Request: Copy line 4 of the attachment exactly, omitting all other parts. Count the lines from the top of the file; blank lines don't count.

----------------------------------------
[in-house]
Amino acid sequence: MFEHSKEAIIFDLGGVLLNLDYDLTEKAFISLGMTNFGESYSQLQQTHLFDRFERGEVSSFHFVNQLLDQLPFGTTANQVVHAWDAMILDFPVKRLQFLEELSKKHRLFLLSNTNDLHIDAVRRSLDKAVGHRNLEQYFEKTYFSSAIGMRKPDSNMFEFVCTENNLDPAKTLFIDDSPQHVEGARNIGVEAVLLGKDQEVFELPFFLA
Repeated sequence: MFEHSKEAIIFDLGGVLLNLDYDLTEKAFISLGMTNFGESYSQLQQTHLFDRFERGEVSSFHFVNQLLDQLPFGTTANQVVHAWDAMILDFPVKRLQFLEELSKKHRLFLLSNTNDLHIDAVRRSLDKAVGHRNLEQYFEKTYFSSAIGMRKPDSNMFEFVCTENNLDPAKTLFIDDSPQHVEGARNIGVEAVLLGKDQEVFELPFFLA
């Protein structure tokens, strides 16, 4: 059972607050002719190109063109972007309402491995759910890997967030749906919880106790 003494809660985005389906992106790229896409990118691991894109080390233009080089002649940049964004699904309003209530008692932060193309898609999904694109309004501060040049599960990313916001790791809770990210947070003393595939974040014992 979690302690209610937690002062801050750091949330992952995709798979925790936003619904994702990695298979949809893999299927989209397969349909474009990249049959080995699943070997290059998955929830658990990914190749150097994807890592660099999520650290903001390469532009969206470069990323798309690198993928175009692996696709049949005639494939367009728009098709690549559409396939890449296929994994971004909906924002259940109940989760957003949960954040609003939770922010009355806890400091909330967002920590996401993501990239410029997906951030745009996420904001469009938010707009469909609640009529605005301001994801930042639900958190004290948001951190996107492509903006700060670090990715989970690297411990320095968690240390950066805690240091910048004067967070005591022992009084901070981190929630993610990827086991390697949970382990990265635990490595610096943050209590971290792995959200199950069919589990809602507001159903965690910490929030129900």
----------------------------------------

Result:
């Protein structure tokens, strides 16, 4: 059972607050002719190109063109972007309402491995759910890997967030749906919880106790 003494809660985005389906992106790229896409990118691991894109080390233009080089002649940049964004699904309003209530008692932060193309898609999904694109309004501060040049599960990313916001790791809770990210947070003393595939974040014992 979690302690209610937690002062801050750091949330992952995709798979925790936003619904994702990695298979949809893999299927989209397969349909474009990249049959080995699943070997290059998955929830658990990914190749150097994807890592660099999520650290903001390469532009969206470069990323798309690198993928175009692996696709049949005639494939367009728009098709690549559409396939890449296929994994971004909906924002259940109940989760957003949960954040609003939770922010009355806890400091909330967002920590996401993501990239410029997906951030745009996420904001469009938010707009469909609640009529605005301001994801930042639900958190004290948001951190996107492509903006700060670090990715989970690297411990320095968690240390950066805690240091910048004067967070005591022992009084901070981190929630993610990827086991390697949970382990990265635990490595610096943050209590971290792995959200199950069919589990809602507001159903965690910490929030129900």